[ExI] Basis of property rights

Dan dan_ust at yahoo.com
Tue May 12 19:41:48 UTC 2009

--- On Tue, 5/12/09, Damien Sullivan <phoenix at ugcs.caltech.edu> wrote:
> On Tue, May 12, 2009 at 08:54:35AM
> -0700, Dan wrote:
>> But (most*) libertarian property rights theories are
>> not based on
>> consent.  Rights don't arise by consent.  In
>> fact, consent only arises
> See, I'd disagree there.  If someone claims some
> property, that claim is
> honored either by ability to defend the claim, or by the
> consent of everyone else. 

The claim, naturally, will be honored by such, but this doesn't mean the right arises merely from being honored.  Look at it this way.  Were you to claim X is your property, why would anyone agree with your claim?  Merely for the hell of it?  (And even in the case where you might defend it, surely many might still disagree -- just as you might not try to rectify a theft from an armed robber, but you wouldn't say the loot actually belongs to him.)  This is why most minarchist* libertarians talk about government recognizing but not creating rights.

Of course, one can argue that whatever the basis is it won't do the job, but your original criticism here was that property rights are based on consent.

> Whether there's a "right" is
> ultimately irrelevant;
> rights don't defend themselves.

Actually, it is relevant because it motivates people to act in certain ways.  E.g., if someone believes you have a right to X, she is far less likely to try to take X from you without your consent and far more likely to help you keep X should someone else try to take X from you without your consent.  (This includes pre-theoretic notions of right -- as when a person doesn't necessarily have an elaborate theory of rights, but merely presumes it's yours by possession.)

>> because there are prior rights.  For example, you
>> can consent to give
>> me this for that only if you have a right to this and
>> I have a right
>> to that.  This is true of any consent argument:
>> it presumes the
>> consenting parties have prior rights -- even if the
>> term "rights" is not used.
> THe original libertarians -- the 19th century left
> anarchists like Proudhon and Bakunin,

I'm using the term libertarian in the peculiarly modern Anglo-American fashion -- not to be confused with other usages.

> and perhaps the non-libertarian
> Hobbes before them
> -- migh well say that initially everyone has a right to
> everything.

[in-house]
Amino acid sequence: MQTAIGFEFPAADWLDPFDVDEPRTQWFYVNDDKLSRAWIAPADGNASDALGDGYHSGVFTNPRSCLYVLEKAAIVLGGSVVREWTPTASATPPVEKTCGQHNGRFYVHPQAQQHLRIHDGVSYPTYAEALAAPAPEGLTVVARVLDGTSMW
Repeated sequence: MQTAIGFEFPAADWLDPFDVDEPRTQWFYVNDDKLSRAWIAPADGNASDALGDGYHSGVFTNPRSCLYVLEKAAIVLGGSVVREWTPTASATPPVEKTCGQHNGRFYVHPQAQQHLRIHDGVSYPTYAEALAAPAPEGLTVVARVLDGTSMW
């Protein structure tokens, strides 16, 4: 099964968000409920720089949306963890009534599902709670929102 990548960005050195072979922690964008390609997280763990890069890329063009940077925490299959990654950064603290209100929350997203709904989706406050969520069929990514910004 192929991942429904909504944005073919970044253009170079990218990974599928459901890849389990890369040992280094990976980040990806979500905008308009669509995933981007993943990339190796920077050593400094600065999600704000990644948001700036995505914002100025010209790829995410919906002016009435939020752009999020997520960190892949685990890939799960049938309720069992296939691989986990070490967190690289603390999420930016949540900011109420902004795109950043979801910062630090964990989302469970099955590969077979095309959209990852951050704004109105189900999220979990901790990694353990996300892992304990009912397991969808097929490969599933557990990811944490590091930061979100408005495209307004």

> Certainly everyone in the state of nature can walk wherever
> they please.
> To fence off some land as "my farm" is to seize land
> formerly available
> to all.

Actually, from my reading Proudhon and Bakunin had a collectivist or common property view.  IIRC, too, the former did believe in a sort of private property by use standard, but this was very limited.  (Any Proudhon scholars handy to set me straight on this?)  More importantly, I'm not sure either would've based their view of collective or common ownership on consent.  (My guess would be that they don't, but I'd have to do more research.  Why do I think they don't?  Well, it might obviously lead to the situation where everyone consents to, say, a Lockean private property system -- the very system they were against.)

Hobbes view was a bit different -- if I understand him correctly.  For him rights in the state of nature equal, I believe, capabilities and every has rights equally.  So, you might have the right to kill Hobbes, but he has the same right to kill you.  This, of course, conflates rights and makes them useless for any sort of analysis -- as they lead to not specific conclusions and justify anything.

Now, these differences are all nice and fine, but I wasn't talking about who might disagree with libertarian rights theory, but elaborating that libertarians rights theory is not essentially consensual.  In other words, in that theory, rights don't arise by consent.



*  Minarchists believe that a minimal government -- specifically one limited to protecting individual negative rights -- is possible and the best possible form of political arrangement.  I believe there are two problems with this view.  One is that any such government would have to avoid violating individual negative rights, so it couldn't tax or even outlaw rival rights protectors (i.e., protection agencies), so it could never maintain by law a territorial monopoly on this.  The other is that I think any real government is bound to violate rights.


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